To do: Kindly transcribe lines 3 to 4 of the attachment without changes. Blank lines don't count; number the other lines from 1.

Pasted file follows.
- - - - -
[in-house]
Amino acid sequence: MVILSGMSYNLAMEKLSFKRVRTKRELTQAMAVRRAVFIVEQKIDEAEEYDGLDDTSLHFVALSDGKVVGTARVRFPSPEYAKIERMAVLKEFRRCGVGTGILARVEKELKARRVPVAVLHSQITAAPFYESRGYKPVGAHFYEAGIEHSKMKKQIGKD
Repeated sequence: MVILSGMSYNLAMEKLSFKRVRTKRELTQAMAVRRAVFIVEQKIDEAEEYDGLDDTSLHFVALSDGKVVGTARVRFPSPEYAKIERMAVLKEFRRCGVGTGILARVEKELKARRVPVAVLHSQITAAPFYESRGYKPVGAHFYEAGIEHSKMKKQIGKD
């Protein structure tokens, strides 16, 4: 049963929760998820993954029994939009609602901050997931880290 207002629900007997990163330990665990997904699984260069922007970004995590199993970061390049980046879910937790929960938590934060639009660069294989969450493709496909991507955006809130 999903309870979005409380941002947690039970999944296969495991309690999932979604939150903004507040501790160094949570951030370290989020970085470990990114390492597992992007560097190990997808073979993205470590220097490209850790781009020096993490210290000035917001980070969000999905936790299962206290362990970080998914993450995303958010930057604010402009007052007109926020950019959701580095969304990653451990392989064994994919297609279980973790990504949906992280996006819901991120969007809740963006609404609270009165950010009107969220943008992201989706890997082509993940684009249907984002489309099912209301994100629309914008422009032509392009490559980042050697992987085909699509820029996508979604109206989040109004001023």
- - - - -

Repeated sequence: MVILSGMSYNLAMEKLSFKRVRTKRELTQAMAVRRAVFIVEQKIDEAEEYDGLDDTSLHFVALSDGKVVGTARVRFPSPEYAKIERMAVLKEFRRCGVGTGILARVEKELKARRVPVAVLHSQITAAPFYESRGYKPVGAHFYEAGIEHSKMKKQIGKD
């Protein structure tokens, strides 16, 4: 049963929760998820993954029994939009609602901050997931880290 207002629900007997990163330990665990997904699984260069922007970004995590199993970061390049980046879910937790929960938590934060639009660069294989969450493709496909991507955006809130 999903309870979005409380941002947690039970999944296969495991309690999932979604939150903004507040501790160094949570951030370290989020970085470990990114390492597992992007560097190990997808073979993205470590220097490209850790781009020096993490210290000035917001980070969000999905936790299962206290362990970080998914993450995303958010930057604010402009007052007109926020950019959701580095969304990653451990392989064994994919297609279980973790990504949906992280996006819901991120969007809740963006609404609270009165950010009107969220943008992201989706890997082509993940684009249907984002489309099912209301994100629309914008422009032509392009490559980042050697992987085909699509820029996508979604109206989040109004001023």